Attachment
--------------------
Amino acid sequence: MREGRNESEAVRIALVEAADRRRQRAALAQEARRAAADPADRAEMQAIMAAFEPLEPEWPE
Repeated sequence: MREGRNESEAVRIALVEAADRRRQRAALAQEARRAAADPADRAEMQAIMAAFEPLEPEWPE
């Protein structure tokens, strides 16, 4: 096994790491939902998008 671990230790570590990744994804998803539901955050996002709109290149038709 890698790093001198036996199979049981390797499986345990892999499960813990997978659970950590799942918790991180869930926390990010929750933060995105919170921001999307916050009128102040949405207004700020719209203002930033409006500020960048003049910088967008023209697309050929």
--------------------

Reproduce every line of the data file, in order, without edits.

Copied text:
Amino acid sequence: MREGRNESEAVRIALVEAADRRRQRAALAQEARRAAADPADRAEMQAIMAAFEPLEPEWPE
Repeated sequence: MREGRNESEAVRIALVEAADRRRQRAALAQEARRAAADPADRAEMQAIMAAFEPLEPEWPE
């Protein structure tokens, strides 16, 4: 096994790491939902998008 671990230790570590990744994804998803539901955050996002709109290149038709 890698790093001198036996199979049981390797499986345990892999499960813990997978659970950590799942918790991180869930926390990010929750933060995105919170921001999307916050009128102040949405207004700020719209203002930033409006500020960048003049910088967008023209697309050929």